By Editorial Team

As much as we enjoy the vacations to the beaches and the hill stations, the pool parties and the picnics, we also fear the wrath of summers. The same goes for our pets, unsaid. When the temperature rises up, the danger to pets also goes up. Whether your furry friend is a dog, cat or chinchilla, they can encounter some serious risks. If you get sun burnt, hot flashes, dehydrated, your furry friends remains at an equal risk of suffering them. The gist of the matter is that as a pet owner, you must be well prepared to keep your pets safe during summers. We are sharing some must-know pet safety tips to keep your beloved four legged companion healthy during summers. After all, It’s not all fun in the sun.

Ticks

With all the time your pet spends outdoor, one of the biggest dangers it is exposed to is ticks. In summer days, either you yourself should checkl your pet or get it checked for ticks, everytime it goes out for a walk. Especially, if it is meeting others of its kind or is being taken for walk through woodland. Ticks carry a number of viruses including Lyme disease, but the symptoms are often very hard to spot. Dogs may appear to be tired or feverish or might become lame. So, talk to your vet ahead of time for an effective tick medication, and only use products that are made for the type of pet you own. There are powders, bands and sprays available in the market, which would prevent your pet from ticks. It is important for the pet owner to get its companion rid of ticks, because apart from the itching, irritation and agitation, they also cause serious problems such as patch-fall (hairfall in patches) and low haemoglobin.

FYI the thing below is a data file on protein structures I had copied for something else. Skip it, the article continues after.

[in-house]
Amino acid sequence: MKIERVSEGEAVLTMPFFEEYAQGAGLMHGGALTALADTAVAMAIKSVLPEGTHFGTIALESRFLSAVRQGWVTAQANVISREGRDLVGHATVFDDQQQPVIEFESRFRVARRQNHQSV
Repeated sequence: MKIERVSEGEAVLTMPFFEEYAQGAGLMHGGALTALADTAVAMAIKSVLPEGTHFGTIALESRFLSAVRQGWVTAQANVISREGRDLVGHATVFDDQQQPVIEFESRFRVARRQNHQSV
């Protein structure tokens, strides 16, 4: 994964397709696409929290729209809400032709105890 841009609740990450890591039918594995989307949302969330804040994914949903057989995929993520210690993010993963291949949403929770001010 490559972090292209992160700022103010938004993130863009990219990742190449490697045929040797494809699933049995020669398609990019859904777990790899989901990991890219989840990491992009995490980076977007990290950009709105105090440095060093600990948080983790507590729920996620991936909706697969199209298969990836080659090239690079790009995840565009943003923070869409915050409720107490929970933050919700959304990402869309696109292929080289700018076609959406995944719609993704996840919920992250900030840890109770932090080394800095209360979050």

Dehydration and Heatstroke 

Being a human, you also know how uncomfortable one gets due to dehydration or the troubles that a heatstroke impinges on us. Think about the threats that dehydration and heatstroke bring for your pet! A pet should always have access to fresh & clean water regardless of the season. A pet parent should always carry a portable water bowl on walks and bring them on vacation or long drives. Dogs with a short nose, like pugs, Japanese chins and bulldogs, pets with dark fur or skin, animals that are overweight or ones that have thick coats like Himalayan or Persian cats are prone to heat stress. Watch out for these symptoms:

  • Excessive lethargy
  • Decreased urination
  • Dry gums
  • Refusal to eat
  • Sunken eyes
  • Decreased skin elasticity
  • Loose motions
  • Vomits
  • Dry Tongue

To check, gently pinch your pet’s skin near the shoulder up into the shape of a tent. If the skin is slow to snap back, your pet might be dehydrated.

Don’t worry if your dog is panting.

That’s how they keep themselves cool. More their bopdy temperature is, the more they will pant. Other ways to cool your companion include fans, allowing your pet to stay in the rooms with AC or coolers, ice packs for snippets of time, frozen treats, kiddie pools and sprinklers. If you have kids also, who love pets, they will surely have a blast.

Pools and Water

Despite all that YouTube may tell us, cats and rabbits don’t like to swim.